In what ways did you collaborate with others, and were there any team members or skills that were essential in bringing this Award winning project to life?
Collaboration was critical to the success of the FCEC. It began with the Chicago Park District who were willing to explore new solutions to old problems. In addition, from the beginning one of the Districts goals was to engage the adjacent minority communities.
Designing and permitting the wasteland wastewater system involved many members of the design team, the Park District, and the Chicago Building Department.
Finally, our Media-Objectives Studio brought leaders and residents of the surrounding neighborhoods into the design of the exhibit which includes the history of these communities including photographs of some of the residents including their own words about the past and future of the region.
Were any parts of the project dramatically altered from conception to construction, and if so, why?
There were a number of changes, but nothing that represented a dramatic change.
How have your clients responded to the finished project?
The FCEC is one of the most widely recognized buildings completed by the Chicago Park District. Among the awards and publications the most significant is first place in the yearly Driehaus Foundation Award for Architectural Excellence in Community Design was established to recognize the importance of great architecture and craftsmanship to city life.
How do you believe this project represents you or your firm as a whole?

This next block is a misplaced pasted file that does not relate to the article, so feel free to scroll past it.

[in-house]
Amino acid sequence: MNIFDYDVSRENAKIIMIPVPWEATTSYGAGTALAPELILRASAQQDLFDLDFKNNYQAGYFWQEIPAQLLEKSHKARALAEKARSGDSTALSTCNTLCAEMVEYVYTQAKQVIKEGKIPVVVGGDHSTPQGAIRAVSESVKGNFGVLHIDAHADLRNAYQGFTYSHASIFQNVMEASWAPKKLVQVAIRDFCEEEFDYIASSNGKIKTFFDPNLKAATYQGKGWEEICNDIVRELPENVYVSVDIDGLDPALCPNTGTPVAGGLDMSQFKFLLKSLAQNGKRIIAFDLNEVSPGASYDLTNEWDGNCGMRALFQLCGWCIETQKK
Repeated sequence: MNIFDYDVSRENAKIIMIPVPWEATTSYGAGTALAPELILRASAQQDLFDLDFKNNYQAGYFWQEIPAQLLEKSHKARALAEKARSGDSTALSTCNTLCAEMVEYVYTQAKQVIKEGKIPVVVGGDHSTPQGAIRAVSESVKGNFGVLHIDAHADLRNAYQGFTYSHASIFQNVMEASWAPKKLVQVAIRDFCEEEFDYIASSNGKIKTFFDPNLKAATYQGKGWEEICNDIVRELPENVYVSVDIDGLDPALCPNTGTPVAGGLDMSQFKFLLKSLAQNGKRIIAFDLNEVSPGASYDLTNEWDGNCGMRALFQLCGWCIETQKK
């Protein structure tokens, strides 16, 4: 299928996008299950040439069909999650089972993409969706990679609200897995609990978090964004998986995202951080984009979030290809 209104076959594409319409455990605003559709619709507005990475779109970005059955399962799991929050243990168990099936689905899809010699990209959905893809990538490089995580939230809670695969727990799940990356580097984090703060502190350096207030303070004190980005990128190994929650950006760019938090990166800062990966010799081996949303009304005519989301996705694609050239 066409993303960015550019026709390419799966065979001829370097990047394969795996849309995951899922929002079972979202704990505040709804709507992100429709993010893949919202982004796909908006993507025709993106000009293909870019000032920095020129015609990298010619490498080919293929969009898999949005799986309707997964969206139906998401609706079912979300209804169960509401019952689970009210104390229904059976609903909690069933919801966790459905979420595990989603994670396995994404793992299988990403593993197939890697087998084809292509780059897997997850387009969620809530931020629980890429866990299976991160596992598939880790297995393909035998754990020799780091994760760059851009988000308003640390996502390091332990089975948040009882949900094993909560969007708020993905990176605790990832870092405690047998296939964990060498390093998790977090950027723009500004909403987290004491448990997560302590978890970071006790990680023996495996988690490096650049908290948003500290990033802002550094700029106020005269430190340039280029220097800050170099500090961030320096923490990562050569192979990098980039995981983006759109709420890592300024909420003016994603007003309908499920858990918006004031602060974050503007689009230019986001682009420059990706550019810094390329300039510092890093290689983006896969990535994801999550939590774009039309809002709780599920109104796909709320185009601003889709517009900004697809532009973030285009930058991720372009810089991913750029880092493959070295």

Good design is always the answer.
Steffan Schoenauer – Project Manager (Chicago Park District); Joe Valerio – Design Principal Mark Dewalt – Principal-in-Charge, Tom Daly, Alexander Raynor – Project Manager, Lauren Shelton, Matt Gamache, Michael Johnson, Susan Crockett, Nina Cackovic, Haydyn Jones, (Valerio Dewalt Train); Joe Lawton – Principal, Allison Rokusek, Jacob Goble, Rafael Barontoni, Stephen Killion – Graphic Designers (Media–Objectives)
Chicago Commercial Construction – General Contractor; Primera – Civil Engineer; Jacobs Ryan Associates – Landscape Architecture; Matrix Engineering – Structural Engineering; dbHMS – MEP Engineering; Tom Harris – Photography; TetraTech – Environmental Consultants; BioHabitats – Green Infrastructure
Products and Materials
ReSawn Timber Co; Axis Lighting; Dri Design; Arborwood; Shaw; Crossville; Steelcase;
For more on Ford Calumet Environmental Center, please visit the in-depth project page on Architizer.
Ford Calumet Environmental Center Gallery